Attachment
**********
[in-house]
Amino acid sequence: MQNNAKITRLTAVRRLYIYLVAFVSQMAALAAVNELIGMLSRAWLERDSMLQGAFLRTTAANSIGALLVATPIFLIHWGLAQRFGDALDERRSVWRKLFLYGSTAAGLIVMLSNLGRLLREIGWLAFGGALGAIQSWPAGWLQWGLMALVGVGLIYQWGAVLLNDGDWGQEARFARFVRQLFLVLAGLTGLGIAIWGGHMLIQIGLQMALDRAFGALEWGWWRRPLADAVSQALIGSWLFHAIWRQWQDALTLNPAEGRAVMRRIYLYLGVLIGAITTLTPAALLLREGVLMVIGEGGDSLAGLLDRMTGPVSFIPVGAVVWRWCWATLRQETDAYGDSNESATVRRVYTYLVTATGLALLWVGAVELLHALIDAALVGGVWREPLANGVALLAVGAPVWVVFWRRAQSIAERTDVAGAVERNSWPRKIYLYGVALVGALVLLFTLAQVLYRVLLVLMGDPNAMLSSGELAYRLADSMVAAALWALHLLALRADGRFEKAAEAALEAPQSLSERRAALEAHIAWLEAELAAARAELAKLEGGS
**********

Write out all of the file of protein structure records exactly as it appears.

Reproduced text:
[in-house]
Amino acid sequence: MQNNAKITRLTAVRRLYIYLVAFVSQMAALAAVNELIGMLSRAWLERDSMLQGAFLRTTAANSIGALLVATPIFLIHWGLAQRFGDALDERRSVWRKLFLYGSTAAGLIVMLSNLGRLLREIGWLAFGGALGAIQSWPAGWLQWGLMALVGVGLIYQWGAVLLNDGDWGQEARFARFVRQLFLVLAGLTGLGIAIWGGHMLIQIGLQMALDRAFGALEWGWWRRPLADAVSQALIGSWLFHAIWRQWQDALTLNPAEGRAVMRRIYLYLGVLIGAITTLTPAALLLREGVLMVIGEGGDSLAGLLDRMTGPVSFIPVGAVVWRWCWATLRQETDAYGDSNESATVRRVYTYLVTATGLALLWVGAVELLHALIDAALVGGVWREPLANGVALLAVGAPVWVVFWRRAQSIAERTDVAGAVERNSWPRKIYLYGVALVGALVLLFTLAQVLYRVLLVLMGDPNAMLSSGELAYRLADSMVAAALWALHLLALRADGRFEKAAEAALEAPQSLSERRAALEAHIAWLEAELAAARAELAKLEGGS